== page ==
Tuesday, 6 November 2018

Exhibition review: James Drinkwater, Nanda/Hobbs gallery, Chippendale (2018)

When I was living in Queensland I used to go down in the car to Brisbane for the occasional day trip. I would park the car under the brutalist gallery building and go to one of the two galleries that are in the complex on the south bank of the river. One day as I was wandering around one of these big, imposing spaces I saw, from a distance down a hallway, a painting that gave me a jolt of recognition but I wasn’t able to put a name to it until I had got closer. Then it hit me: it was a De Kooning, and it was so ravishingly beautiful that it had entranced me and drawn me toward it from fifty metres away purely by dint of its awesome personality.

In this exhibition there is something of that quality plus something also of the equally striking painterly quality of the Picasso that the Art Gallery of New South Wales bought in 1981, 1956’s ‘Nude in a rocking chair’, and occasionally an echo of the gestural methods of the Russian artist Marc Chagall, the American Cy Twombly, and the Australian John Olsen.

Drinkwater’s paintings are often very large (240cm high by 180cm wide is typical for this exhibition) and they are populated by rough asterisks, pointed ovals (which have a quality about them that is reminiscent of shapes used by Spanish painter and sculptor Joan Miro, or of shapes used in his murals by Australian artist John Coburn), curves, arcs, daubs, splotches, drips, runs, scratches, and splashes, or impasto dried and painted over. There are also sections of cross-hatching, often with strong diagonals that give form to the compositions. You will also see a mixture of neutral tones and vibrant highlights in red, blue, or yellow.

Drinkwater and his wife Lottie, who is half-Italian and is also an artist, had children and this made the painter think about his life, and about mortality. “A lot of my work is about wanting to protect those you love and wrap them in cotton wool,” the painter told the people in the room on the last day of the exhibition. I had come along to hear him talk. The paintings in the current exhibition are also a kind of homage to his grandfather, who had come to Australia from Milan, and had married a Scottswoman with red hair. She was a matron and he was a surgeon. He was exposed to radiation at Hiroshima and this led to his early death. After he died, his mother one day found the cupboard where his clothes had been kept, empty. When she discovered that they had been donated to charity, she cried, and this story added to family lore.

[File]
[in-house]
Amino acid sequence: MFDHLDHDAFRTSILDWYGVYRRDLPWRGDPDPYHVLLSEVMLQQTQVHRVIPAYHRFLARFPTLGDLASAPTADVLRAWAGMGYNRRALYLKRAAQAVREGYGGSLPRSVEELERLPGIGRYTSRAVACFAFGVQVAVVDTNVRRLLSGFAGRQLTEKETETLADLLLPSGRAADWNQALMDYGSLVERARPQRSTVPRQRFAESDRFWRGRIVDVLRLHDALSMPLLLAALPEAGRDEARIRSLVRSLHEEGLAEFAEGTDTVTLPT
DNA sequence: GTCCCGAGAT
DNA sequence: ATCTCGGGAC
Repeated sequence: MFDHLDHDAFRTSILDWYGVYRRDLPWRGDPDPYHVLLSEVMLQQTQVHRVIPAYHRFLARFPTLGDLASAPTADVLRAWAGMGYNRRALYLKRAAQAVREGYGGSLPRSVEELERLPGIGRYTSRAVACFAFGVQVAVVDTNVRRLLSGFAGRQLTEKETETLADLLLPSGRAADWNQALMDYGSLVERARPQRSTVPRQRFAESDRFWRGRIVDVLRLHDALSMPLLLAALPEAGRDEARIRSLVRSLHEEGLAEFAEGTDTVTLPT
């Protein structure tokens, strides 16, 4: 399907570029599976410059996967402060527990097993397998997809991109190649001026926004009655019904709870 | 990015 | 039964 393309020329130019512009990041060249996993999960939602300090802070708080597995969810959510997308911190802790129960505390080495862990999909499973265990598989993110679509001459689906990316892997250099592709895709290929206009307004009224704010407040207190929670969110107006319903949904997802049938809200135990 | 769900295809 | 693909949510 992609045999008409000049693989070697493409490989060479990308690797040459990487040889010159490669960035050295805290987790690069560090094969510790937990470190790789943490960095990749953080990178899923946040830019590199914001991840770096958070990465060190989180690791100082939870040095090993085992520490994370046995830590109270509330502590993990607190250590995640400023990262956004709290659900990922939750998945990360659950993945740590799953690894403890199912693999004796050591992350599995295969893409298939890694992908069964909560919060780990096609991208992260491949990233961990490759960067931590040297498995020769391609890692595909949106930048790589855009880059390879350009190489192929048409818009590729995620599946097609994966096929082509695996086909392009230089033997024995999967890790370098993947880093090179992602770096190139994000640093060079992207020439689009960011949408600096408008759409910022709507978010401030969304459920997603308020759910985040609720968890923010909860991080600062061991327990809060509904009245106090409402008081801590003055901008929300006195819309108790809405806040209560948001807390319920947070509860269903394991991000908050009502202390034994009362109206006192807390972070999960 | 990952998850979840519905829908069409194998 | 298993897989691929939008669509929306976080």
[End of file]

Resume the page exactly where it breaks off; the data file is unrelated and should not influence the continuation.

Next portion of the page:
The asterisk or star motif in the paintings in the exhibition is the sea urchin. Even today, with his children, Drinkwater explores rockpools on the coast of his home town of Newcastle, where he grew up. The motif represents his grandfather, he said. It is the central motif of the exhibition. “An Italian-Australian would eat urchins,” Drinkwater said. His grandfather was a fisherman. His mum and dad bought his grandfather’s house so he knows the cupboard where his mother had found her father’s clothes missing.

Drinkwater remembered aloud watching a Fred Williams VHS he had found in Newcastle library when he was a boy. In the video, Williams was asked, “What are you thinking about when you’re painting.” His reply stayed with Drinkwater: “I’m thinking about every picture that I’ve ever seen.” He said painting is like conversing with your heroes. Ralph Hobbs, who led the discussion, mentioned Drinkwater’s “feverish intent” when painting.

“People comment that they feel very painterly,” said Hobbs, referring to the paintings on the walls of the room the people were standing in. “They’re not on board so I can’t glue or screw things to the surface,” said Drinkwater. He added that sculptures are things that give him solutions for his painting.